ZS allows the hull planks to be butted along the seams without using either stitches or glass-tape reinforced resin fillets, aiming at a wood-only inside finish, my nod towards tradition if you like. I am making some mockups and small scale test subjects to verify the method both as a process and to perform destructive strength testing before undertaking an actual boat, as there is no precedent to draw upon for experience.

    The biggest and most time-consuming task has been to find a way around the Rushton method of keel building, hand-carved from solid oak, rolling bevels for the garboards, presumably made using factory jigs and gauges not available to me. Oak is not necessary since I will not use canoe tacks to hold the boat together, as Rushton's men did so long ago. I now have a system worked out for building up the keel from 4 softwood pieces to avoid the work of carving and to ensure the close fitting joints which glued assembly requires. Despite all the curves and rolling bevels found on such a keel all the cuts are straight ones: neat trick, but I have tested about 75% of it. During this I had to reverse an earlier modification to change the construction from 6 planks/side to 5, by merging the garboards and bilge planks, as the resulting plank generated excess stress and distortion when formed into the boat's shape.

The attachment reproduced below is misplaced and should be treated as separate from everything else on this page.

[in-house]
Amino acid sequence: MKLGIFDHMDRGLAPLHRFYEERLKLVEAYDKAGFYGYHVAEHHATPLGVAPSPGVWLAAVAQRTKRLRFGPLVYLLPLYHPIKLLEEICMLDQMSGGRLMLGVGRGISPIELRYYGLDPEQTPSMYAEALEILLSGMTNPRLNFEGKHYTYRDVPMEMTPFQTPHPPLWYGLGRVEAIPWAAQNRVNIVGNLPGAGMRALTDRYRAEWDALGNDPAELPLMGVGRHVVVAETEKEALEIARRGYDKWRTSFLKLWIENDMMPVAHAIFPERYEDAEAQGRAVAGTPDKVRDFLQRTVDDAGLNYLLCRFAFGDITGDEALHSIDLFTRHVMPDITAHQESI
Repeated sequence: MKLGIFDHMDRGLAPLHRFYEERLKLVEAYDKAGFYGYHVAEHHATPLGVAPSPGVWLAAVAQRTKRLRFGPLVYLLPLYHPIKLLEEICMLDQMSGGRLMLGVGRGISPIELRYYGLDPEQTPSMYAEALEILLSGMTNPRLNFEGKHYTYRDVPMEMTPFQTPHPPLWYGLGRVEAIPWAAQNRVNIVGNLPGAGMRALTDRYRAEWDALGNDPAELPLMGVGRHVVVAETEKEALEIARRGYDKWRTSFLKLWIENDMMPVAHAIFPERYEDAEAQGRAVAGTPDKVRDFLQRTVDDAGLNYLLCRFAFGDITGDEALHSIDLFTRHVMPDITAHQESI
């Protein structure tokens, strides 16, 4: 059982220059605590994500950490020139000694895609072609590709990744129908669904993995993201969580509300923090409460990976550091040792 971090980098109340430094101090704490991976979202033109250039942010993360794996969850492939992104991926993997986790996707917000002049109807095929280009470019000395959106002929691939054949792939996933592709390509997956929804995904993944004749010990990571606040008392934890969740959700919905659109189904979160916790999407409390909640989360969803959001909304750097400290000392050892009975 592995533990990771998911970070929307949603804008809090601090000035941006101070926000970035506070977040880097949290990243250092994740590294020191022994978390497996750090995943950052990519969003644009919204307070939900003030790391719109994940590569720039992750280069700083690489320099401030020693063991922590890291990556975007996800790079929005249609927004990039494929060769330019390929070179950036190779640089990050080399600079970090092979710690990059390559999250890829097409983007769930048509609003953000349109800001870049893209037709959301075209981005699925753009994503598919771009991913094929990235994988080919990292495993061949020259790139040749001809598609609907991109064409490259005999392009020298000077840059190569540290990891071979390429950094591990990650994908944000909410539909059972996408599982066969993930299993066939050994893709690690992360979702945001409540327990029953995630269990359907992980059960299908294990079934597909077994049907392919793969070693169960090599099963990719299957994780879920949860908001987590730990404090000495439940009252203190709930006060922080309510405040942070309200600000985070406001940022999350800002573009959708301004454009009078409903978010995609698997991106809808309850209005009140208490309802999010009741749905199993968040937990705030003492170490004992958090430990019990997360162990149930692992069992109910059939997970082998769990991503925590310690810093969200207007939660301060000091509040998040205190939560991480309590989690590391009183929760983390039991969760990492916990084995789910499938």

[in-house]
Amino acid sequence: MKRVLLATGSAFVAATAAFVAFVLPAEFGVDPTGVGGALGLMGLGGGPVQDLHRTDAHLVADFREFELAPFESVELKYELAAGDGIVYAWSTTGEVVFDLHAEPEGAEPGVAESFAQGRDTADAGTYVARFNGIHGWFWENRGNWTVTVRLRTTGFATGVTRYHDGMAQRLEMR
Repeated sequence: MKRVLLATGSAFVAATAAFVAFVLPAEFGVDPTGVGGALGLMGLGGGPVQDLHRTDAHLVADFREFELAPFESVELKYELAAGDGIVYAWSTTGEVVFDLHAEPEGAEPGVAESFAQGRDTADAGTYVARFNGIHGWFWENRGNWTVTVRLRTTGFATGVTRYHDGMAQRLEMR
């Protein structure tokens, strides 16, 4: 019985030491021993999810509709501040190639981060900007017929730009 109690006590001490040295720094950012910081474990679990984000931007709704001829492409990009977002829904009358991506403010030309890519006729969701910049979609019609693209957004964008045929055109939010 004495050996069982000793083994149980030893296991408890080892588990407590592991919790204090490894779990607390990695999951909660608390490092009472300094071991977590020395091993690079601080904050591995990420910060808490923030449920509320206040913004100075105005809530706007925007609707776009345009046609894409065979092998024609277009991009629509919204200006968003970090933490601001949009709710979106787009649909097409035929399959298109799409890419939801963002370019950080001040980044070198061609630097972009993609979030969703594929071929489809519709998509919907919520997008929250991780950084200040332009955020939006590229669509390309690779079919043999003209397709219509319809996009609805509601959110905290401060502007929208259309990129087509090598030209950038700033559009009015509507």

More recently I have addressed the task of ensuring the boat goes together correctly, getting the inner stems installed, and finally how to hold the boat together using friction while the seams are glued.

    Given a successful conclusion to the strength testing, I will then proceed to a 2/3 scale, 1/4 boat model using cheap door skin plywood to ensure the entire process can be completed, before I undertake a full scale build in marine ply, cedar, pine, mahogany and cherry (if I can get it).

    The oldest computer records for this endeavour are more than 3 years old, and it has been going on for longer than that. This is an unusually long gestation time for one of my projects, which are normally conducted in a tearing rush! I guess I am slowing down in my old age.

    One aspect I should not neglect is the amount of help I received from the members of this forum: much of it was invaluable, some of the advice I did not take - being me - but thoughts were generated, problems were identified and - I hope - resolved. We will see ...